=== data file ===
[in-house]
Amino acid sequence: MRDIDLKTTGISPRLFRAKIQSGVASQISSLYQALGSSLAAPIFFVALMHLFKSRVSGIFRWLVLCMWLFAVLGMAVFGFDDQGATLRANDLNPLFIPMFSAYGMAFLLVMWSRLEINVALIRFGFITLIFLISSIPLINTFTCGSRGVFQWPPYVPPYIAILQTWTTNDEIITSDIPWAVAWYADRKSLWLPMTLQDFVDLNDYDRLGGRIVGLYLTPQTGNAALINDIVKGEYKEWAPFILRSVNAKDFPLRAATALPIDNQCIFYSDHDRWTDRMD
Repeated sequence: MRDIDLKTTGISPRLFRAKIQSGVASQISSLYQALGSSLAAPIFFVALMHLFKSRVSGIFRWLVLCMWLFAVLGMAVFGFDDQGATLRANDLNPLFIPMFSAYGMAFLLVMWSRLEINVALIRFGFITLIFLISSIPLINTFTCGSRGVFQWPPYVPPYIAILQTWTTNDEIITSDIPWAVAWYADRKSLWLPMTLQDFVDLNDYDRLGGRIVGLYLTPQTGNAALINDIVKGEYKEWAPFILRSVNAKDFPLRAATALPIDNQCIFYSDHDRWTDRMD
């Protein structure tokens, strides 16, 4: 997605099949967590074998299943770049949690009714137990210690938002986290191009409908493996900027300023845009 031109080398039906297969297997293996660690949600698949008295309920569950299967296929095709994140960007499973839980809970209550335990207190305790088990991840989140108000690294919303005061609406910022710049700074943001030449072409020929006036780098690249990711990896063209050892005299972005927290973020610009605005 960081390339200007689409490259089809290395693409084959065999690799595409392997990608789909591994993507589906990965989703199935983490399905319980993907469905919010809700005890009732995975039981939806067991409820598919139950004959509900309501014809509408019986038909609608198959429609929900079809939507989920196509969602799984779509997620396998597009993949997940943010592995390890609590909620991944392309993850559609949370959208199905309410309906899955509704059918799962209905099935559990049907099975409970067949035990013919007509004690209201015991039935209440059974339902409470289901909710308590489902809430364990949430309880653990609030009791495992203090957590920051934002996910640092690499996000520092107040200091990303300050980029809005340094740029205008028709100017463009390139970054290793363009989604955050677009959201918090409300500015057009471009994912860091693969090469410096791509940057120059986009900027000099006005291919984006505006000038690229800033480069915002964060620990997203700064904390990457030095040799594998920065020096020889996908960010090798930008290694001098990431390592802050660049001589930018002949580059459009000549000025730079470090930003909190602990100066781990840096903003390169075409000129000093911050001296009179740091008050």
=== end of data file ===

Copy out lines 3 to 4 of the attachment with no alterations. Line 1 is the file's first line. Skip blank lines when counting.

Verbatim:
Repeated sequence: MRDIDLKTTGISPRLFRAKIQSGVASQISSLYQALGSSLAAPIFFVALMHLFKSRVSGIFRWLVLCMWLFAVLGMAVFGFDDQGATLRANDLNPLFIPMFSAYGMAFLLVMWSRLEINVALIRFGFITLIFLISSIPLINTFTCGSRGVFQWPPYVPPYIAILQTWTTNDEIITSDIPWAVAWYADRKSLWLPMTLQDFVDLNDYDRLGGRIVGLYLTPQTGNAALINDIVKGEYKEWAPFILRSVNAKDFPLRAATALPIDNQCIFYSDHDRWTDRMD
């Protein structure tokens, strides 16, 4: 997605099949967590074998299943770049949690009714137990210690938002986290191009409908493996900027300023845009 031109080398039906297969297997293996660690949600698949008295309920569950299967296929095709994140960007499973839980809970209550335990207190305790088990991840989140108000690294919303005061609406910022710049700074943001030449072409020929006036780098690249990711990896063209050892005299972005927290973020610009605005 960081390339200007689409490259089809290395693409084959065999690799595409392997990608789909591994993507589906990965989703199935983490399905319980993907469905919010809700005890009732995975039981939806067991409820598919139950004959509900309501014809509408019986038909609608198959429609929900079809939507989920196509969602799984779509997620396998597009993949997940943010592995390890609590909620991944392309993850559609949370959208199905309410309906899955509704059918799962209905099935559990049907099975409970067949035990013919007509004690209201015991039935209440059974339902409470289901909710308590489902809430364990949430309880653990609030009791495992203090957590920051934002996910640092690499996000520092107040200091990303300050980029809005340094740029205008028709100017463009390139970054290793363009989604955050677009959201918090409300500015057009471009994912860091693969090469410096791509940057120059986009900027000099006005291919984006505006000038690229800033480069915002964060620990997203700064904390990457030095040799594998920065020096020889996908960010090798930008290694001098990431390592802050660049001589930018002949580059459009000549000025730079470090930003909190602990100066781990840096903003390169075409000129000093911050001296009179740091008050």